Broke Kenya Airways sinks deeper into debt to pay staff


Kenya Airways (KQ) Managing Director Mbuvi Ngunze speaks during the release of the company's half-year financial results for the period ended September 30, 2014. Kenya Airways has turned to debt to pay its workforce. PHOTO | SALATON NJAU |

Cash-strapped national flag carrier Kenya Airways has turned to debt to pay its workforce as it flies under the weight of liquidity problems that have seen its debt burden hit Sh70 billion.

Chief executive officer Mbuvi Ngunze said the airline was experiencing tough financial times that had left it with no option but to rely on debt to sustain its nearly 4,000-strong workforce.

“...So how am I paying my staff? I am paying them through debt,” Mr Ngunze said when he appeared on a local TV station’s business show on Wednesday night to address issues swirling around the airline.

The national carrier has been going through turbulent times since booking a Sh10.45 billion after-tax loss for the six months to September last year.

It blamed the performance on dampened passenger numbers due to the suspension of flights to Ebola-hit Sierra Leone and Liberia and insecurity at the Kenyan Coast.

The national carrier’s total current liabilities stood at Sh70 billion by September last year, Sh40.7 billion being short-term loans, suppliers are owed Sh16 billion, while pre-payments or cash due in advance of carriage amounts to Sh11.4 billion.

“It’s one way of solving immediate cash flow problems considering the alternatives like going to the market might be a long and painful process,” Mr Erick Munywoki, an analyst at Old Mutual, said. “KQ has little option because the airline industry as a whole has experienced several external shocks in the past and is not making enough money from operations.”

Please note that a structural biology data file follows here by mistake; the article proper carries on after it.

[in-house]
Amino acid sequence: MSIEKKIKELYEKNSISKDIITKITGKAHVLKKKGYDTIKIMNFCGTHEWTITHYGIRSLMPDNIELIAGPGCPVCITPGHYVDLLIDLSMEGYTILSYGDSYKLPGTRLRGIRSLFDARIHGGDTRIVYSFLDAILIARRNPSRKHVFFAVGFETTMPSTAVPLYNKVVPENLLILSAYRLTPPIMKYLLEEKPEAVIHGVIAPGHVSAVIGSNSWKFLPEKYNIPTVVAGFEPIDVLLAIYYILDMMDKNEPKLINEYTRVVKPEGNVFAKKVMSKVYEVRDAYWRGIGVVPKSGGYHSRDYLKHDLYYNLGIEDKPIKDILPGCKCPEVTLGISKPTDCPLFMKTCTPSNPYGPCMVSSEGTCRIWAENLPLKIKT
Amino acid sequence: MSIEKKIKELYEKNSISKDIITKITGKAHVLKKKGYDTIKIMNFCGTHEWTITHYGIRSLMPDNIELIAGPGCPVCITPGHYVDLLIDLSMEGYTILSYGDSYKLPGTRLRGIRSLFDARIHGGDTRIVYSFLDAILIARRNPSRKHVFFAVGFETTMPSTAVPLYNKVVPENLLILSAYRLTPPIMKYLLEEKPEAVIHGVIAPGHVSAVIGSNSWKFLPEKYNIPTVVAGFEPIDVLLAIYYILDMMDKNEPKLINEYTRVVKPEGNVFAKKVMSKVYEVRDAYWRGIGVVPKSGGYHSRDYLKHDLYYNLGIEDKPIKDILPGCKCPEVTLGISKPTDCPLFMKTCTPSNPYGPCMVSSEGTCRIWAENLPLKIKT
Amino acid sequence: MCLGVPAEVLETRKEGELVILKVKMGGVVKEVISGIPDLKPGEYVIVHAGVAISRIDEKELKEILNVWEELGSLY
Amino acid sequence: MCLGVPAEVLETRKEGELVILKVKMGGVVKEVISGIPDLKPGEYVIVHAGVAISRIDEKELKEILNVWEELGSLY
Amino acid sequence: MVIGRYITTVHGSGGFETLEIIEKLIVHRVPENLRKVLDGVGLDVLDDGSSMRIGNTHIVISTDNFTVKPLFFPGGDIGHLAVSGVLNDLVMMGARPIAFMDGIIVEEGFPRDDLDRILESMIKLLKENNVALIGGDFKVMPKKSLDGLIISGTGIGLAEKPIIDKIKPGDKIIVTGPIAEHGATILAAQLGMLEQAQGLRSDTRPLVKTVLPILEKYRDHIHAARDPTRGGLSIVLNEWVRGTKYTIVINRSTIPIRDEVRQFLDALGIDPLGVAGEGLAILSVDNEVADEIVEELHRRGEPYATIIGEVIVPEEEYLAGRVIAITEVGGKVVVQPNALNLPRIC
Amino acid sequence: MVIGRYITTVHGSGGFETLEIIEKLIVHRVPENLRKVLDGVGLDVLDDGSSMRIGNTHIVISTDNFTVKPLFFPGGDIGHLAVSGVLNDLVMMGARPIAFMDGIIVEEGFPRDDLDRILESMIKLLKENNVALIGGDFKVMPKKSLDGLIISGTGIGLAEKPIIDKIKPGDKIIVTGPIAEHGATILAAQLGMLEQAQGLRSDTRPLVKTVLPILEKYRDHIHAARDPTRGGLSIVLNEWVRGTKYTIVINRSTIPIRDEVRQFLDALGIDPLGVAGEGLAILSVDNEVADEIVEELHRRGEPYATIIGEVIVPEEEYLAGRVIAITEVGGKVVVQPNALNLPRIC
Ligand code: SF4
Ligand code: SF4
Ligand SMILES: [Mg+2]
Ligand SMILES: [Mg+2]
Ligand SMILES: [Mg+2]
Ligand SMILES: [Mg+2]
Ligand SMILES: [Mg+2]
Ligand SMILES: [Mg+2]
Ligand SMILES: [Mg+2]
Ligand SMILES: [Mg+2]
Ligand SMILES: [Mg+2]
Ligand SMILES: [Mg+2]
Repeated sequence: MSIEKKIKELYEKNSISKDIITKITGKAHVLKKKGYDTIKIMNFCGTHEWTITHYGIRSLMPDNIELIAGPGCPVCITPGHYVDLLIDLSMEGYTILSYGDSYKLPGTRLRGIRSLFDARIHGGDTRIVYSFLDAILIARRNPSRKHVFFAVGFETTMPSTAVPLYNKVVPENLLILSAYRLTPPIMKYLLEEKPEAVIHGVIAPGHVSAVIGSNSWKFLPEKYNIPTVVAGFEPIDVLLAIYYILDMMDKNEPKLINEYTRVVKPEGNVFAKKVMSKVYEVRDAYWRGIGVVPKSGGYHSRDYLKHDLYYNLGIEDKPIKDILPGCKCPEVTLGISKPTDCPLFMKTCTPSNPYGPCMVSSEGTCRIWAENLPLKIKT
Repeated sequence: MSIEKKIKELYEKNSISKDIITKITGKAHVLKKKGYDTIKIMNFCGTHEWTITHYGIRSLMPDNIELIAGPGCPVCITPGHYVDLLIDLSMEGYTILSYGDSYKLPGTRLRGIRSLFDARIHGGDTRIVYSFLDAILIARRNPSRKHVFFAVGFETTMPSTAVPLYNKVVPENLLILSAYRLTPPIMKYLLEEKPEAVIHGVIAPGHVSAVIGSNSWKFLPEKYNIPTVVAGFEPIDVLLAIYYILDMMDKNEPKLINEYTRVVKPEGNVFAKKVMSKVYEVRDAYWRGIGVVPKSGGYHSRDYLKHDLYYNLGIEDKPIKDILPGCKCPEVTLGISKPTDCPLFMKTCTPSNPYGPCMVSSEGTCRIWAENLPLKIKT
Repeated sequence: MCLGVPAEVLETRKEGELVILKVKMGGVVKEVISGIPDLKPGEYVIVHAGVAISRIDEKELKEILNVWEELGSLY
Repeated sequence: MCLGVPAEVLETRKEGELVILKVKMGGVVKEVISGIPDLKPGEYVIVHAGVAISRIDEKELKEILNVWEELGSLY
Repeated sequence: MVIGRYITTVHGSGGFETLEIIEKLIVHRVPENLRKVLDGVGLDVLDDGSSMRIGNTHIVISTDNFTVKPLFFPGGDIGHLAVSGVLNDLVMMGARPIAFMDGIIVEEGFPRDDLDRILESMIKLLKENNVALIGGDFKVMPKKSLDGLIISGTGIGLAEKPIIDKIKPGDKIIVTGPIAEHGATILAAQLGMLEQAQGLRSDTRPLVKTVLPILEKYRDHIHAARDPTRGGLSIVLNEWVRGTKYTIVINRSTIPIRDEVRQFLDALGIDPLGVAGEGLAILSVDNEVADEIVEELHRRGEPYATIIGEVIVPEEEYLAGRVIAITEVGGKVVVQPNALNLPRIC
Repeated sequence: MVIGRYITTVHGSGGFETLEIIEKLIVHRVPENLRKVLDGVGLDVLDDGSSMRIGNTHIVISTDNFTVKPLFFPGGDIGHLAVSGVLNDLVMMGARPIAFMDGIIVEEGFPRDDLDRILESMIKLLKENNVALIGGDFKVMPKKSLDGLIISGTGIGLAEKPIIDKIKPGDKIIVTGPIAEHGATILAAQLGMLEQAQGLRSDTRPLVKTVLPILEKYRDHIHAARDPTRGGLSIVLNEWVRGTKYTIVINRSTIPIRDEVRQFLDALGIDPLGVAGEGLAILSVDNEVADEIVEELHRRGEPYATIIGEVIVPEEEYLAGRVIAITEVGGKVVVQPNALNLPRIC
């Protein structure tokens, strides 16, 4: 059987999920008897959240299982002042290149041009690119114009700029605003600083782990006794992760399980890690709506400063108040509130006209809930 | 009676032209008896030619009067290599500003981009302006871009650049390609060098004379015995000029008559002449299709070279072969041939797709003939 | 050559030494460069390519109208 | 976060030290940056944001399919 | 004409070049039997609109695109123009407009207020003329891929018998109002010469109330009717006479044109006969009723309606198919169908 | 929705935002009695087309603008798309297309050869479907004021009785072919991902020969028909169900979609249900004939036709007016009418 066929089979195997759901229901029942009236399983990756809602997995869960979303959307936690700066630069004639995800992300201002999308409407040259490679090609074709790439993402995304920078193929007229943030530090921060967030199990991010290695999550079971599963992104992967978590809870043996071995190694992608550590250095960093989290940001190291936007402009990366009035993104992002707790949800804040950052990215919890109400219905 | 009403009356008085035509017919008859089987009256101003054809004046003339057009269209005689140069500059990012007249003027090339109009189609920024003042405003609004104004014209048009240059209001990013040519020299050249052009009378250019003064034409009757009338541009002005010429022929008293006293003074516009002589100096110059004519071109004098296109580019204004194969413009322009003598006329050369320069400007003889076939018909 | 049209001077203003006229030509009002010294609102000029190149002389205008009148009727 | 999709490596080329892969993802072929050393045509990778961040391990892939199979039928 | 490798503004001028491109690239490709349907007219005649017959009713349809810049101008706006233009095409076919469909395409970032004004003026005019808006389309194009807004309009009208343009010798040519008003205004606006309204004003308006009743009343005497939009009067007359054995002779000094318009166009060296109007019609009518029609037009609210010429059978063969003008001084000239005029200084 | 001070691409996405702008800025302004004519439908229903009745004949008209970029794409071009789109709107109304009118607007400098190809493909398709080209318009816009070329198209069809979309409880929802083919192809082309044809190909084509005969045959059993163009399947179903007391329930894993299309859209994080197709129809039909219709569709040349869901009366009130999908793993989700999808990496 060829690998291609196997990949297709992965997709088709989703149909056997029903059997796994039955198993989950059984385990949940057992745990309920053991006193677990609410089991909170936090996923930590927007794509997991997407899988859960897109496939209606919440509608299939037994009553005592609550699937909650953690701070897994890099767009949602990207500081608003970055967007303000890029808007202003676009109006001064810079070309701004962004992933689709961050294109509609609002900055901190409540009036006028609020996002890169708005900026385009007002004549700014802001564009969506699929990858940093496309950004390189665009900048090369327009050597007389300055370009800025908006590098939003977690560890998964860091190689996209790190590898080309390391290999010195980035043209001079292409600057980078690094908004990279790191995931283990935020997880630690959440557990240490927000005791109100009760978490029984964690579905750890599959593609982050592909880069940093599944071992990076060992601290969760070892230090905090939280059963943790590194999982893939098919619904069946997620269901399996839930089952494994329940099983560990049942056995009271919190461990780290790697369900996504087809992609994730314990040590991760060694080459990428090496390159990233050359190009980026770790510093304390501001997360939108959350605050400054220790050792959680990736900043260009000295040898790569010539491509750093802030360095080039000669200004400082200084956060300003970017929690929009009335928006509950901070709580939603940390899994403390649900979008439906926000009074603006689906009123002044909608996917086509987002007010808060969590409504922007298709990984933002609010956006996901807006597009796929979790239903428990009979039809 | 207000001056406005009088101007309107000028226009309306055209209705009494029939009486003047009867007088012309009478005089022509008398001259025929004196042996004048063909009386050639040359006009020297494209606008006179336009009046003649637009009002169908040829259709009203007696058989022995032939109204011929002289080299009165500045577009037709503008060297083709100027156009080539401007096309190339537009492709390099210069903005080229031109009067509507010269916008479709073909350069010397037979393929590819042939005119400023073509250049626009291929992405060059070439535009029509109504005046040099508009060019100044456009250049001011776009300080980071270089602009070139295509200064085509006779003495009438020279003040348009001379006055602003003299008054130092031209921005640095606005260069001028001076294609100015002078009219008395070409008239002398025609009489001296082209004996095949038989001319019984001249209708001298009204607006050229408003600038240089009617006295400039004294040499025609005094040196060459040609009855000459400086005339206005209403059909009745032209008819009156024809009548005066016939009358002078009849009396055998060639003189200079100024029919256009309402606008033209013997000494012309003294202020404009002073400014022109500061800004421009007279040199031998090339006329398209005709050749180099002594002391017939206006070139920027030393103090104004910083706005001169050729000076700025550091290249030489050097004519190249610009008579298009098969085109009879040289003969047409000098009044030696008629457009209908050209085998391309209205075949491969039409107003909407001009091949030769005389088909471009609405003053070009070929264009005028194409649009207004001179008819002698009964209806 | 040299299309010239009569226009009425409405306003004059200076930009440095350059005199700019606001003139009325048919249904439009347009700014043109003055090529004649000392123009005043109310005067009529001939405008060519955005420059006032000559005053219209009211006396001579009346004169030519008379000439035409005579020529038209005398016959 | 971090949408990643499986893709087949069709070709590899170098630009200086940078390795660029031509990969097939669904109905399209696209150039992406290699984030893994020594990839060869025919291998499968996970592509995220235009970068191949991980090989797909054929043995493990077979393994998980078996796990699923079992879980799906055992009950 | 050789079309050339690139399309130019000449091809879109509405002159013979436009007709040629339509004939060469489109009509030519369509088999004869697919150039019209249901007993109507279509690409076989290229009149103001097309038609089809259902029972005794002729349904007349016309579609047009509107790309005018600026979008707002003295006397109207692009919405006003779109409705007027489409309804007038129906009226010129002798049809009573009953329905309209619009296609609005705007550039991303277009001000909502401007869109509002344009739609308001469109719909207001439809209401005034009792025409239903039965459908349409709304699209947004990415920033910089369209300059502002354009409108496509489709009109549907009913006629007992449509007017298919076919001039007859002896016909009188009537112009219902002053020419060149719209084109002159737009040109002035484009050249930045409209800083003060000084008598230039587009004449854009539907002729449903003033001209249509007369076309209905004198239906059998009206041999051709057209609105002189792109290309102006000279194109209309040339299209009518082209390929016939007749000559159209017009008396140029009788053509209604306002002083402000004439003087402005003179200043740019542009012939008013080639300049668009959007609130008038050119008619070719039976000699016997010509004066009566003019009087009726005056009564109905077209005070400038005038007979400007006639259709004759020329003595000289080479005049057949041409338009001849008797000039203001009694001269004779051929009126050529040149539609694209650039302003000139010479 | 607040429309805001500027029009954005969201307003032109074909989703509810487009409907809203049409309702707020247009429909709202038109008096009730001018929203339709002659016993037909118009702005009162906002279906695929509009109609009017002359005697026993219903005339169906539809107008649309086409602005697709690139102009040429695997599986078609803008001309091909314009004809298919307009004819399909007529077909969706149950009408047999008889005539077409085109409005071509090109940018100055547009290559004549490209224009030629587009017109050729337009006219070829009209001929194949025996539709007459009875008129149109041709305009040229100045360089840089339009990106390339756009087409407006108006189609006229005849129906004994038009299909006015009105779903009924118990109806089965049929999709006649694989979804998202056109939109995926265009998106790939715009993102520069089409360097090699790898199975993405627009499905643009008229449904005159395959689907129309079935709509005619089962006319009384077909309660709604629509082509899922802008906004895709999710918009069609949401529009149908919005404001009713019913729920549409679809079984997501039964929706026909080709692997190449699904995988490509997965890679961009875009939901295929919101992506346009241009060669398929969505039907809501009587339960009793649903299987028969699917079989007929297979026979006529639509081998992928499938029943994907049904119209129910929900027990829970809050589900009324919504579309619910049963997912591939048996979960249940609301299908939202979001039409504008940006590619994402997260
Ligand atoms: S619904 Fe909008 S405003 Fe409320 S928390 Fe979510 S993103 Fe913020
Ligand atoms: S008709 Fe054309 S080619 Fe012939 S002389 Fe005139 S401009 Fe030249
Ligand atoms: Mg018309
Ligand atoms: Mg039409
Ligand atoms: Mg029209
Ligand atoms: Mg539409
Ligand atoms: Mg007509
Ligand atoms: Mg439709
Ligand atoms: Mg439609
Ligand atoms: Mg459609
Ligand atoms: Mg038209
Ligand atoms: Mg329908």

Mr Ngunze said KQ was looking for an option of restructuring its debt burden as a first step in turning around its fortunes.

“Part of the work we are doing is to create the building blocks to be more cash generating so as to come back from our loss position,” he said.

Mr Ngunze, who officially took over as chief executive on November 1, following the exit of long-serving boss Titus Naikuni, said the company was considering long-term bond or a fresh capital injection to steady the airline from the turbulence.

With long-term loans standing at Sh95 billion by September last year, however, the chief executive officer said the airline would not need a government bailout.
“We are not at a point where I could say we need a (government) bailout,” he said, even though the company announced a profit warning for the full year ending March 2015.